A randomized controlled trial of ibuprofen versus ketorolac versus diclofenac for acute, nonradicular low back pain

Eddie Irizarry, Andrew Restivo, Maha Salama, Michelle Davitt, Carmen Feliciano, Alexis Cortijo-Brown, Benjamin W. Friedman

Research output: Contribution to journalArticlepeer-review

1 Scopus citations

Abstract

Objectives: Nonsteroidal anti-inflammatory drugs (NSAIDs) are the first-line medication for acute low back pain (LBP). It is unclear if the choice of NSAID impacts outcomes. We compared ibuprofen, ketorolac, and diclofenac for the treatment of acute, nonradicular LBP. Methods: This was a three-armed, double-blind, comparative effectiveness study, in which we enrolled patients at the conclusion of an ED visit for musculoskeletal LBP and determined outcomes by telephone 5 days later. Patients were randomized to receive a 5-day supply of 600 mg of ibuprofen, 10 mg of ketorolac, or 50 mg of diclofenac, each to be used every 8 h as needed. Every participant also received LBP education. The primary outcome was improvement in Roland-Morris Disability Questionnaire (RMDQ), a 24-item instrument on which lower scores indicate better LBP functional outcomes, between ED visit and day 5. Secondary outcomes included pain intensity, measured using the descriptors none, mild, moderate, and severe, and the presence of stomach irritation. Results: A total of 868 patients were screened and 66 patients were enrolled in each of the three arms. Baseline characteristics were similar. Improvements in RMDQ by day 5 were as follows: ibuprofen 9.4, ketorolac 11.9, and diclofenac 10.9 (p = 0.34). Mild or no pain on day 5 was as follows: ibuprofen 38 of 61 (62%), ketorolac 47 of 59 (80%), and diclofenac 45 of 62 (71%; 95% CI for rounded mean difference of 17% between ibuprofen and ketorolac = 1, 33%, p = 0.04, number needed to treat = 6 [95% CI = 3–69]). Stomach irritation was reported by 16 of 62 (26%) ibuprofen patients versus three of 61 (5%) in the ketorolac arm and six of 64 (9%) in the diclofenac arm (p < 0.01). Conclusion: There were no important differences between groups with regard to the primary outcome. These data do not rule out that possibility that ketorolac results in better pain relief and less stomach irritation than ibuprofen.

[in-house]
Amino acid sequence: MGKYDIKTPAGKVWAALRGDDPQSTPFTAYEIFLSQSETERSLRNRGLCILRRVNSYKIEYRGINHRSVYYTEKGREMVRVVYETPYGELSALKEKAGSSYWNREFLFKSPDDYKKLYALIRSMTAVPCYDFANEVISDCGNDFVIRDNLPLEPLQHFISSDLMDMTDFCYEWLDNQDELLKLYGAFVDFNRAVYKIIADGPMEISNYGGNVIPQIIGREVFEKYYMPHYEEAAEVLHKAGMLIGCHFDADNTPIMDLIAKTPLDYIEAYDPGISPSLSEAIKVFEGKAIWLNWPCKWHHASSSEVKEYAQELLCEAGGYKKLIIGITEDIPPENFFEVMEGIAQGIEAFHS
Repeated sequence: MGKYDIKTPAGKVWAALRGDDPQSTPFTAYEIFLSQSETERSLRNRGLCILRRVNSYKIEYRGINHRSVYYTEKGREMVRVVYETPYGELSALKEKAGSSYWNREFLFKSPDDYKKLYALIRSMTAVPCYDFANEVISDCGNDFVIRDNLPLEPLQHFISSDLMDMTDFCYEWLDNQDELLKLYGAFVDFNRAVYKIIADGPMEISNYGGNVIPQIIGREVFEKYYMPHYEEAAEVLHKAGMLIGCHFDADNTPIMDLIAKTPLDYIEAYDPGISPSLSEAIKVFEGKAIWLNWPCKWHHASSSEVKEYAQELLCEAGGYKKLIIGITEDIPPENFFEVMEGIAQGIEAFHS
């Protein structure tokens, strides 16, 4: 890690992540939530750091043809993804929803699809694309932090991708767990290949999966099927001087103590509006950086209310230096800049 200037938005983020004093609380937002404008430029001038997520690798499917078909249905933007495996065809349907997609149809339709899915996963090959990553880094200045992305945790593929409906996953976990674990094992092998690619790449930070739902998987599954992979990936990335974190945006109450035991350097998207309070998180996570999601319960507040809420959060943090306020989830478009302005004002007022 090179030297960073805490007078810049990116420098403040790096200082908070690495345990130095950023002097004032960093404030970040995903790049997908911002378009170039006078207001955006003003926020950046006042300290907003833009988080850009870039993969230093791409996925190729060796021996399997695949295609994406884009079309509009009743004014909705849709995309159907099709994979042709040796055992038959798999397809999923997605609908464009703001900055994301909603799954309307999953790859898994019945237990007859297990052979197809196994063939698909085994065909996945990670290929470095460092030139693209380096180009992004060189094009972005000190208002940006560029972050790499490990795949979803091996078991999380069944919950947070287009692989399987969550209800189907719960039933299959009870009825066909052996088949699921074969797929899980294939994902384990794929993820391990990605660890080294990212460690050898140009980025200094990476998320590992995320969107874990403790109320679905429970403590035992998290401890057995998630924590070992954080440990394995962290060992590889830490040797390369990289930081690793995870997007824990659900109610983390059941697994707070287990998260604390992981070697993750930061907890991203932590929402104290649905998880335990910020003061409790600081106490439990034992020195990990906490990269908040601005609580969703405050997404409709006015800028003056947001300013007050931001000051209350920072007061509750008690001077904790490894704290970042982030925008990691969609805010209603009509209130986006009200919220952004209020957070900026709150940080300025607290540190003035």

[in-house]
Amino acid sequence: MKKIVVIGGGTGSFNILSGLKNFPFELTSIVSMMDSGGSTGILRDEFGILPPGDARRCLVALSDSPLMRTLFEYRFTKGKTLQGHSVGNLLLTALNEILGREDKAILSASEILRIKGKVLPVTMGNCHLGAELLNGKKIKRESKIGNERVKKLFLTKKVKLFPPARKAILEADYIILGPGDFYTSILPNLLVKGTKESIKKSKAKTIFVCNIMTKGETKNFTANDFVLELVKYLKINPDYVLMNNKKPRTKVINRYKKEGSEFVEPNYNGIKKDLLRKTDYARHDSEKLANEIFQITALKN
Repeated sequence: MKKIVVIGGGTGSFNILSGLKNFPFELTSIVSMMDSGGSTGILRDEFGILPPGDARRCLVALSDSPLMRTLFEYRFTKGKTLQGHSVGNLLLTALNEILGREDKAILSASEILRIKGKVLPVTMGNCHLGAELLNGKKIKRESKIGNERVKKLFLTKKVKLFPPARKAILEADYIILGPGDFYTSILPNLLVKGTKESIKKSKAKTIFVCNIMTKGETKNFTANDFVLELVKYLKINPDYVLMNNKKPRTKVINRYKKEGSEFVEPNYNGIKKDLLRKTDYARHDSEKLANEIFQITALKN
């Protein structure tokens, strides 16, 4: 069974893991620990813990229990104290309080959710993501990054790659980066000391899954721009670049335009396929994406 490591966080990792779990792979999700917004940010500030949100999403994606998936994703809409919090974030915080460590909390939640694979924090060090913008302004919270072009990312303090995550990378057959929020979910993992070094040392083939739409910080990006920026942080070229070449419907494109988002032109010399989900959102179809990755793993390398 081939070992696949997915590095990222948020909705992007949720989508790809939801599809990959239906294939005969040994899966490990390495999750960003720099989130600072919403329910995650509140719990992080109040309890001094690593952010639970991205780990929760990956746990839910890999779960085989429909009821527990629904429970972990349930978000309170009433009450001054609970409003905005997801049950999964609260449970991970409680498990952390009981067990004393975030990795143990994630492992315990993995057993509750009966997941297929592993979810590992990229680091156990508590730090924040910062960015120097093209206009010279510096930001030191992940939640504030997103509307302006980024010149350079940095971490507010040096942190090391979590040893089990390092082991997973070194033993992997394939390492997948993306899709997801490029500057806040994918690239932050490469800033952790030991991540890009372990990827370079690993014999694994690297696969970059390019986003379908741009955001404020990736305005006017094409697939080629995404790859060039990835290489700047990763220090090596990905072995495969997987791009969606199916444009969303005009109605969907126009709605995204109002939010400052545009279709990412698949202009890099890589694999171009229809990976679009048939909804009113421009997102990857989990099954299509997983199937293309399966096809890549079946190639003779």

Original languageEnglish (US)
Pages (from-to)1228-1235
Number of pages8
JournalAcademic Emergency Medicine
Volume28
Issue number11
DOIs
StatePublished - Nov 2021

Keywords

  • NSAIDs
  • diclofenac
  • ibuprofen
  • ketorolac
  • low back pain

ASJC Scopus subject areas

  • Emergency Medicine

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